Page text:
Alexandra Clarke: Where I’m putting the money

Investing

Ellerston Capital portfolio manager Alexandra Clarke is a leading stock picker and analyst with experience in IPO and pre-IPO markets. A highly-experienced small and micro-cap investor, she tells why, in her universe, bad news isn’t always bad, why she prefers founder-led companies, why she generally eschews resources and how, in an increasingly uncertain world, small can be beautiful.
Alexandra Clarke, photographed at Ellerston Capital's Sydney office.

This is an edited extract of a Q + A between Alexandra Clarke and Forbes Australia.

What are the fundamentals for you as an investor amid recent geopolitical events, stubborn inflation and rising bond yields?

We agree [the macro picture] is important, but how we look at the macro isn’t from a top-down point of view. We look at stocks and think, “We like stocks X, Y, and Z. How will inflation impact them? How are rising bond yields going to have an impact on the cost of capital? How is the market going to observe these things? Do geopolitical events impact the supply chains?”

We’re trying to find stocks that are in charge of their own destiny and can outperform no matter the environment they’re in because there’s always going to be something on the horizon that will impact them. Do they have pricing power? Can they offset some of their risk? Can they move their supply chains relatively easily? Are they beholden to one major supplier that can never shift?

When we look at the world, we go, “Okay, this stock can outperform in most environments, and we’re not paying too much for it.”

Given market uncertainty, Is it more difficult to pick these stocks?

I think you have to be far more aware of your downside risks. You must have a bit more fat in your analysis to ensure they can push price rises through. If you think they can do 6 or 7%, what happens if they can only do 2% and their cost base has a 5 or 6% inflation rate? So, it’s building in enough fat in that analysis to ensure you’re offsetting that risk.

Are there any sectors you would rule out, given the current circumstances?

I think it’s pretty lazy if you rule out entire sectors because of a macro point of view. There’s going to be underlying stocks inside those sectors that will outperform. [For example] retail… people look at the current environment, interest rates are up, people’s take-home pay is going down [so] they don’t have disposable income. And the reality is that all of that’s true, but there’s going to be certain stocks inside that consumer discretionary bucket that are going to outperform.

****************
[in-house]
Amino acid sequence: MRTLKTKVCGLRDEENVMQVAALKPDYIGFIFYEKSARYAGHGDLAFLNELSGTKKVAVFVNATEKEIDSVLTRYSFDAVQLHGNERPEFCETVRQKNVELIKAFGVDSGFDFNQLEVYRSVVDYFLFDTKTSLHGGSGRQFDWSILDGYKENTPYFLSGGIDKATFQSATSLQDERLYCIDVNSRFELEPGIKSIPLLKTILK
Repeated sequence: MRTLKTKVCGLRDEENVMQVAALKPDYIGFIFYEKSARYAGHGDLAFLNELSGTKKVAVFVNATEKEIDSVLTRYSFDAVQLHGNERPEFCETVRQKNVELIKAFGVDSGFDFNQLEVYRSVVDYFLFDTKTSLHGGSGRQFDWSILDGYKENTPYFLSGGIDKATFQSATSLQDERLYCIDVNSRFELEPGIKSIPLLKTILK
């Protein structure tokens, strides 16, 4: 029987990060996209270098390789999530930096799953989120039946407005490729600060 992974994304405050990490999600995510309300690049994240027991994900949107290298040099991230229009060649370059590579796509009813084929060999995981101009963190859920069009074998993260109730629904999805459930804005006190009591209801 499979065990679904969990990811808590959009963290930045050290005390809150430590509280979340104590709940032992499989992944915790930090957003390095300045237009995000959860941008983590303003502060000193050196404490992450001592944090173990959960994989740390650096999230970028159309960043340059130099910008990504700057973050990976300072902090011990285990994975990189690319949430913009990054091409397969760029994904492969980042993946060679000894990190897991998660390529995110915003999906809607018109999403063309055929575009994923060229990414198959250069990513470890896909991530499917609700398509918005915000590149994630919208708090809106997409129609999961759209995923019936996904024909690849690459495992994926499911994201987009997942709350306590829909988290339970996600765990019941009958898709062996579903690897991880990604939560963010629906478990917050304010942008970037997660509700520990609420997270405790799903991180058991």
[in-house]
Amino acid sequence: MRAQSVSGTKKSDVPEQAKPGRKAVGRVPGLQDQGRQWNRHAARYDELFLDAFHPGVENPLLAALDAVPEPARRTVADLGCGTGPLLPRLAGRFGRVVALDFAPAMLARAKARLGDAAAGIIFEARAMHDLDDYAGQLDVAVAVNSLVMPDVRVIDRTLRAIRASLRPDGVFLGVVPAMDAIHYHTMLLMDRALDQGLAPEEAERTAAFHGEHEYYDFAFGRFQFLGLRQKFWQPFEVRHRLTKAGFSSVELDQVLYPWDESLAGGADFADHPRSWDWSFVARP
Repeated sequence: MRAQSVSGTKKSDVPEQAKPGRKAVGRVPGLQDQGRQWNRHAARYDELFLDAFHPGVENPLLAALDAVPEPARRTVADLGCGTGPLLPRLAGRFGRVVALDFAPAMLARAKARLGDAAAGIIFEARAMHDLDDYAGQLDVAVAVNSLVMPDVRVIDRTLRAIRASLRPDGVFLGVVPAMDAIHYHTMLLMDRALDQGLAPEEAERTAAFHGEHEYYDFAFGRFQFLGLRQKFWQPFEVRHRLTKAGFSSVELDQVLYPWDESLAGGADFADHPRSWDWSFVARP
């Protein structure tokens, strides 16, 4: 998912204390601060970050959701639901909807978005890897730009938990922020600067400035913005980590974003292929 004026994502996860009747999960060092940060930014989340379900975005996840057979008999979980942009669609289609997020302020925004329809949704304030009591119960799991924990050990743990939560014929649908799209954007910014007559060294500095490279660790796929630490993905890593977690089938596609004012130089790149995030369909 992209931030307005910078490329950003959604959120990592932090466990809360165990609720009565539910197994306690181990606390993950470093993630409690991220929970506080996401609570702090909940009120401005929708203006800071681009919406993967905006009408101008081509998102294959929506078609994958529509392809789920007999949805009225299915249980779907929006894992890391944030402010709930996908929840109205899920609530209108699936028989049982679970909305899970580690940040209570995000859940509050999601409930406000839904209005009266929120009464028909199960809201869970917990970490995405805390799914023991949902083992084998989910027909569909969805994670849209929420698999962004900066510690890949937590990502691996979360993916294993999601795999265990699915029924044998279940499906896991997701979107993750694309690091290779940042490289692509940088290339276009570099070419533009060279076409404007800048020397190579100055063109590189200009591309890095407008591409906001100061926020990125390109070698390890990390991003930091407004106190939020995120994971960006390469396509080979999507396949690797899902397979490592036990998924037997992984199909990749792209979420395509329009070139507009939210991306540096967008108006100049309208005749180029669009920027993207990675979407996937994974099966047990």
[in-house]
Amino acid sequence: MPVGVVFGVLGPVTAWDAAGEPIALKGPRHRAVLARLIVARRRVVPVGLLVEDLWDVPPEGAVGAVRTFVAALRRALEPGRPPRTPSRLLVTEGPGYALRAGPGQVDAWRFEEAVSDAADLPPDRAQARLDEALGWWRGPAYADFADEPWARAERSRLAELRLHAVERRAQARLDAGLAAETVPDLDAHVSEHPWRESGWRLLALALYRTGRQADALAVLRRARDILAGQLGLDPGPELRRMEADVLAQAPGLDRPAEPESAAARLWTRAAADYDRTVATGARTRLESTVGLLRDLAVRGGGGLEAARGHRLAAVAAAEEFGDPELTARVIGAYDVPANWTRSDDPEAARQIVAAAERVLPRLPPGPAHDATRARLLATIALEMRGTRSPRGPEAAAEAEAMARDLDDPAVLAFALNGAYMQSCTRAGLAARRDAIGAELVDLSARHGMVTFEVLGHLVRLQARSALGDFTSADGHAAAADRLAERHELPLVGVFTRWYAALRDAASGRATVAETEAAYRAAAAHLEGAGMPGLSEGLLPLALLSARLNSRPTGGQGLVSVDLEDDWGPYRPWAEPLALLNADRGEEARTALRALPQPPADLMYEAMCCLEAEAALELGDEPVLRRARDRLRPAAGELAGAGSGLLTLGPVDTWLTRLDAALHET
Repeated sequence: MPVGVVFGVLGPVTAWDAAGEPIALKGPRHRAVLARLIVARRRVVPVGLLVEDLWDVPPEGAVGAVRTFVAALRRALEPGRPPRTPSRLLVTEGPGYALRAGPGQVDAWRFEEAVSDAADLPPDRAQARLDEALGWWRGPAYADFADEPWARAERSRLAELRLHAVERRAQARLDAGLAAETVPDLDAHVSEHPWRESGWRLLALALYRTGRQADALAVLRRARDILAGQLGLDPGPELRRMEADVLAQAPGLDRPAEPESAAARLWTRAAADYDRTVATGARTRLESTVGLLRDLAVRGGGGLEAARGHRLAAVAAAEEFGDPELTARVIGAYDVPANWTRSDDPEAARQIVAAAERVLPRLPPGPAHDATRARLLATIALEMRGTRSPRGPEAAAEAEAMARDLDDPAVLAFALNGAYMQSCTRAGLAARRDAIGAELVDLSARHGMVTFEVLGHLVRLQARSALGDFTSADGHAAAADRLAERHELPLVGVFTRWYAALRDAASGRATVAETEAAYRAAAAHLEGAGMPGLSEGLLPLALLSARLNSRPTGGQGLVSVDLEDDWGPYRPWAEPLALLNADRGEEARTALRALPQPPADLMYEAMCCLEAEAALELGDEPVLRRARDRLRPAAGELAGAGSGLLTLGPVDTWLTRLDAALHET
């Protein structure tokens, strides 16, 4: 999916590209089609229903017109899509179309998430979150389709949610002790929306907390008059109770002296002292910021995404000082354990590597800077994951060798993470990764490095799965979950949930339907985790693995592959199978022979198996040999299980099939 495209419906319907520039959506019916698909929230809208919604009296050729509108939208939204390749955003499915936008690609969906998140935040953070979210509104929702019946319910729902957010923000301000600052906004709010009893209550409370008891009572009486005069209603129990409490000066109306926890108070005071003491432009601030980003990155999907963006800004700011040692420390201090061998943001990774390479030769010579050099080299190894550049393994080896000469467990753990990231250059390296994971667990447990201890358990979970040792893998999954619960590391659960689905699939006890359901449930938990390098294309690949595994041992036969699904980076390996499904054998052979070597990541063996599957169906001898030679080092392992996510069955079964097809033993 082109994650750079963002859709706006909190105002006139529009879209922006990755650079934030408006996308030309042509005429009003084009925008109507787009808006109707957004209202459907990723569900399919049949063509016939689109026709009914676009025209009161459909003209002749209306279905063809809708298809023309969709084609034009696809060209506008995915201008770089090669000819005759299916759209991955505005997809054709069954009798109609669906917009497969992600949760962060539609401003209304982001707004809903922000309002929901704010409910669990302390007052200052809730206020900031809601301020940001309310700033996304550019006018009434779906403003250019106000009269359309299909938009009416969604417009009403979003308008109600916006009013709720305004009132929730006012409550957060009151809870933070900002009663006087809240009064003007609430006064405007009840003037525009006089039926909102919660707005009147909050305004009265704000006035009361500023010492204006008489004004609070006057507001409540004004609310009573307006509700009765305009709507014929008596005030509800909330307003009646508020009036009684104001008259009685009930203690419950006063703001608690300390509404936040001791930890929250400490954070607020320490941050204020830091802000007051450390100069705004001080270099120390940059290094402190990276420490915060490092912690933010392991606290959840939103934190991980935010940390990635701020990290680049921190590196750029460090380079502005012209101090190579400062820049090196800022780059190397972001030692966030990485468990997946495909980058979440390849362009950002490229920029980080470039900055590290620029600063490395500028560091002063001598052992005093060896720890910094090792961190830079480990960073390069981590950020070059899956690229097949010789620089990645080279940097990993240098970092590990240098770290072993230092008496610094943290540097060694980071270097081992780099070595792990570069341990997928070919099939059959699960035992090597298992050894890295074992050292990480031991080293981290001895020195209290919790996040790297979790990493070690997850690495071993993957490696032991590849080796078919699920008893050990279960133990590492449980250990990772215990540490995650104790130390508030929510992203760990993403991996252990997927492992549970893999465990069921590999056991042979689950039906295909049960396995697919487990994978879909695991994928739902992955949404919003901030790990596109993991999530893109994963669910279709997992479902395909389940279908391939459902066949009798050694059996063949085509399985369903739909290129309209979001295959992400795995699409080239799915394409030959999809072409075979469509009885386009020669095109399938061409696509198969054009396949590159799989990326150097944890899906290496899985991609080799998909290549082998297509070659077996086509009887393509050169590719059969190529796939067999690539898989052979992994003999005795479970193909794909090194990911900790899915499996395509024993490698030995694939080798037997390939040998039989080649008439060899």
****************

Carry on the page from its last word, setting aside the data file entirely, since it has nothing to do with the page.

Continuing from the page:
If you’re a 15 to 20-year-old and you’ve just had a fair work pay increase of four or 5%. You live at home with mum and dad, you probably don’t have a car, so petrol’s not an issue.

You definitely don’t have a mortgage, and you might have rent or not. Are you still going to be spending? Probably.

What other factors do you consider when looking to find these stocks?

That you have a business model that can outpace the current environment, and you have, whether it’s a widget, technology, whatever, [something] that allows you to add value to somebody else.

I look at the smaller end of the market. These companies typically do one thing exceptionally well, and then they might do one more thing a little bit better, and they can grow it, and everybody wants it.

So, if you look at a Wesfarmers, it’s a conglomerate, you don’t know what’s going where in that business, and you don’t exactly know what you’re buying, where at the smaller end, I know that this niche is exactly what you are, and so I can look at what’s going to impact you.

We like founder-led businesses, and so what motivates the [person] in charge? 

Are they there to grow the business? Are they set to retire? Do they just want to sell it? We like to know the motivation is ‘they’re here, and they want to get big’ [or] take it offshore. We quite like our founders to own stock [so] we’re all aligned.

If you take a paid manager who is just a CEO, they leave if it gets too tough. And so they might make short-term decisions for the benefit of [the] share price, not long-term decisions that will actually help achieve growth in the next two or three years. So, I think there’s a different mindset at times between founders and external managers.

Why do you eschew resources in the small-cap space?

It’s [because] we like cash flow; we like earnings and are looking for that 15% annual return. We’re agnostic if we get that from earnings growth or dividends or a bit of both. We take a three-year view when we invest. And at the smaller end, many resource companies are explorers and therefore [have] no cash flow, no revenue. And it’s difficult for them to become interesting to us.

We prefer to get exposure through money services companies because they hit our metrics. We see they can support themselves – that they don’t need to rely on the kindness of strangers for capital raises. We can value them. I’m not a geologist, and I don’t know if your plot of dirt has the commodity you’re [trying to extract].

What are the advantages of the small end of the market?